Day In a Page

A roller-coaster tale from the 'voice of a generation'

Not That Kind of Girl:

A roller-coaster tale from 'voice of a generation' Lena Dunham
London is not bedlam or a cradle of vice. In fact it, as much as anywhere, deserves independence

London is not bedlam or a cradle of vice

In fact it, as much as anywhere, deserves independence
Vivienne Westwood 'didn’t want' relationship with Malcolm McLaren

Vivienne Westwood 'didn’t want' relationship with McLaren

Designer 'felt pressured' into going out with Sex Pistols manager
Jourdan Dunn: Model mother

Model mother

Jordan Dunn became one of the best-paid models in the world
Apple still coolest brand – despite U2 PR disaster

Apple still the coolest brand

Despite PR disaster of free U2 album
Scottish referendum: The Yes vote was the love that dared speak its name, but it was not to be

Despite the result, this is the end of the status quo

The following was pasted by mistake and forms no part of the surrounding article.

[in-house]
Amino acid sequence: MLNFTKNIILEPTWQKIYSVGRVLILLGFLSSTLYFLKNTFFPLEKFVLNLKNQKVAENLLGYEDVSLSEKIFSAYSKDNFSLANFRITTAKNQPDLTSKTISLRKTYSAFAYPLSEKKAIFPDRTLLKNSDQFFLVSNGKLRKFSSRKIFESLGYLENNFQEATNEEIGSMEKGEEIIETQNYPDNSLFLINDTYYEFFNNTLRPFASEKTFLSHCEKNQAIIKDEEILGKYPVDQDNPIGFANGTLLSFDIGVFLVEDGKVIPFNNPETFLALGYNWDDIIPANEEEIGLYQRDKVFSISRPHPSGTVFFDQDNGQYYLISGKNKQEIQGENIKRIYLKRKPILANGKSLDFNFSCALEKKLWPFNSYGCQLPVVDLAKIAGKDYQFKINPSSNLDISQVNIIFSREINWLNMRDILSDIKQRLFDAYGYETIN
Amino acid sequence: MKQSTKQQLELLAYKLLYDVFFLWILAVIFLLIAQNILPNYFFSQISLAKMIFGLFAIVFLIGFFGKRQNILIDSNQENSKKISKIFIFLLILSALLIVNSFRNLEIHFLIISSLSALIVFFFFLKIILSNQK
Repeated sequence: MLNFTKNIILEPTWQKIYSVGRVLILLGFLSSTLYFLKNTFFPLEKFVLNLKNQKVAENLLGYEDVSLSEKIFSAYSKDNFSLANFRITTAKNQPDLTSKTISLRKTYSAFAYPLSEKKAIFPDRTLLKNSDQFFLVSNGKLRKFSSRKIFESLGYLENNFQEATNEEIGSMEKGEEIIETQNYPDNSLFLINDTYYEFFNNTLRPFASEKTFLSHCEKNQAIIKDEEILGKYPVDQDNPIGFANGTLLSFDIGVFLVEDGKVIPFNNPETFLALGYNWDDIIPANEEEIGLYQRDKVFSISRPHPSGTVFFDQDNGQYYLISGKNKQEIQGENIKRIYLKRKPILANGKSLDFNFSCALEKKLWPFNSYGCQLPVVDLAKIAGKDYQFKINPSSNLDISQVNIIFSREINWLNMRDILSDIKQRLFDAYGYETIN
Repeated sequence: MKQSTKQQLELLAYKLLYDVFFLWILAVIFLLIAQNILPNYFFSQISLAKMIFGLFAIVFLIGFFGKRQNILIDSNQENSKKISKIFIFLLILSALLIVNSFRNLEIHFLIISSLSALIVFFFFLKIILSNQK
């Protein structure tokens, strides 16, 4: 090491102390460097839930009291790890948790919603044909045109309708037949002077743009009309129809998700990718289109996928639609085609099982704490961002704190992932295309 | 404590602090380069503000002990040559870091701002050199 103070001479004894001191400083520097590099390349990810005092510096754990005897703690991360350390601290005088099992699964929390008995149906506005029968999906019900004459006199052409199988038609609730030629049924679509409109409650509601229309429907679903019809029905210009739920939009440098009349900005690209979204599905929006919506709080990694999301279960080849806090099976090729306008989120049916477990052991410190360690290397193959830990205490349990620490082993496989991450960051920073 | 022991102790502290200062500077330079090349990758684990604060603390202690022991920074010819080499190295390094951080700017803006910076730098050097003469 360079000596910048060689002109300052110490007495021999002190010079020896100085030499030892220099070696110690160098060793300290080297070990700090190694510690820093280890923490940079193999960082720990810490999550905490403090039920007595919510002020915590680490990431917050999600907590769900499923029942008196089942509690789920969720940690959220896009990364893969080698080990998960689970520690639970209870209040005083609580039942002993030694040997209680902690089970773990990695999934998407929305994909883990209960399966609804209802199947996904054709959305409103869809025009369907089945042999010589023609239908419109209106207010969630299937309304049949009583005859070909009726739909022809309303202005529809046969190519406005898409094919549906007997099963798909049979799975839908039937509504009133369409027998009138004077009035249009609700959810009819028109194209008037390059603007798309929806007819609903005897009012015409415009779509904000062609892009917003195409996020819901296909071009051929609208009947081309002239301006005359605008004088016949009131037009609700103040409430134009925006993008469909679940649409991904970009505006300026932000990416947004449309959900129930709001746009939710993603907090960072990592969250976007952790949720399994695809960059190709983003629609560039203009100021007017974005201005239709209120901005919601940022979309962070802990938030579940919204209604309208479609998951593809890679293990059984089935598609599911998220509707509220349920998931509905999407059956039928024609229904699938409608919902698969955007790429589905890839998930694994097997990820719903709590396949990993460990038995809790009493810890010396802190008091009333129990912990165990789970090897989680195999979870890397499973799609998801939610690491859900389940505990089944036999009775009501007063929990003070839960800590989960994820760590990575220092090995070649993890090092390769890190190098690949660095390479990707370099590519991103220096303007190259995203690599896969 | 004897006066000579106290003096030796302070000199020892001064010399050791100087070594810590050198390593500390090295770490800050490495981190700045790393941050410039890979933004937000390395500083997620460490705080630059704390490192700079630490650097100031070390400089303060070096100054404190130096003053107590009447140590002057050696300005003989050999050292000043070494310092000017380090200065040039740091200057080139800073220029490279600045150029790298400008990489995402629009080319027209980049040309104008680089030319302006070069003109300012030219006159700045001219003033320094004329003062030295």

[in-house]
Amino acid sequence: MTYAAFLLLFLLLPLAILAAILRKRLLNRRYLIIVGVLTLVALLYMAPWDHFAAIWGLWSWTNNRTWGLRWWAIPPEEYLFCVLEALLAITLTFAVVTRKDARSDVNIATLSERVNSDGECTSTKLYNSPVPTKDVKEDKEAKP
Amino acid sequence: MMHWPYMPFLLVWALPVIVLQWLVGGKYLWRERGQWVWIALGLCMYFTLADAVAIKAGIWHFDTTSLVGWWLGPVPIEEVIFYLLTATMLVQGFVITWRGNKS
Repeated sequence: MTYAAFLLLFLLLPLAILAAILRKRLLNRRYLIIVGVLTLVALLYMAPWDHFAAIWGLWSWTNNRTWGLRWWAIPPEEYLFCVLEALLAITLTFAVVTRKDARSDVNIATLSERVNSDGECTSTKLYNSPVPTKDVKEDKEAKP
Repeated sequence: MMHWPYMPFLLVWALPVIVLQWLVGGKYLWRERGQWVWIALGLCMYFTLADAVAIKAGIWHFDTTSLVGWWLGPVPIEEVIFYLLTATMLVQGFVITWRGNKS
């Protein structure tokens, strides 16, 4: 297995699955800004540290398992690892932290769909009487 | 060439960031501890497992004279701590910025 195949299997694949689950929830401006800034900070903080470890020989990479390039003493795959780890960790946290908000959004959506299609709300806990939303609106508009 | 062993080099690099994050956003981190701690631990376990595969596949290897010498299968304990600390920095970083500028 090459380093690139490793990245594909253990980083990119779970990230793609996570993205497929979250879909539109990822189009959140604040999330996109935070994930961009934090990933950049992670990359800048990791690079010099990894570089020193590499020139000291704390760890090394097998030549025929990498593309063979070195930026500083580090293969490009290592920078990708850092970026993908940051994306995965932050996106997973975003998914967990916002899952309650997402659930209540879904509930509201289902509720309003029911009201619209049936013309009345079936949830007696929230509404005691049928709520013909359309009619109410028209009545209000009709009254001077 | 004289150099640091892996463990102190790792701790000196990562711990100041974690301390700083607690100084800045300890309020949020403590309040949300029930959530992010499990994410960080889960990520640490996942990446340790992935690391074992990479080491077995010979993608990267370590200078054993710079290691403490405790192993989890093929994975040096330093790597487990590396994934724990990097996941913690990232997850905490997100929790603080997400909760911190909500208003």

Boyd Tonkin on the fall-out from the Scottish referendum
Manolo Blahnik: The high priest of heels talks flats, Englishness, and why he loves Mary Beard

Manolo Blahnik: Flats, Englishness, and Mary Beard

The shoe designer who has been dubbed 'the patron saint of the stiletto'
The Beatles biographer reveals exclusive original manuscripts of some of the best pop songs ever written

Scrambled eggs and LSD

Behind The Beatles' lyrics - thanks to Hunter Davis's original manuscript copies
'Normcore' fashion: Blending in is the new standing out in latest catwalk non-trend

'Normcore': Blending in is the new standing out

Just when fashion was in grave danger of running out of trends, it only went and invented the non-trend. Rebecca Gonsalves investigates
Dance’s new leading ladies fight back: How female vocalists are now writing their own hits

New leading ladies of dance fight back

How female vocalists are now writing their own hits
Mystery of the Ground Zero wedding photo

A shot in the dark

Mystery of the wedding photo from Ground Zero
His life, the universe and everything

His life, the universe and everything

New biography sheds light on comic genius of Douglas Adams
Save us from small screen superheroes

Save us from small screen superheroes

Shows like Agents of S.H.I.E.L.D are little more than marketing tools
Reach for the skies

Reach for the skies

From pools to football pitches, rooftop living is looking up
These are the 12 best hotel spas in the UK

12 best hotel spas in the UK

Some hotels go all out on facilities; others stand out for the sheer quality of treatments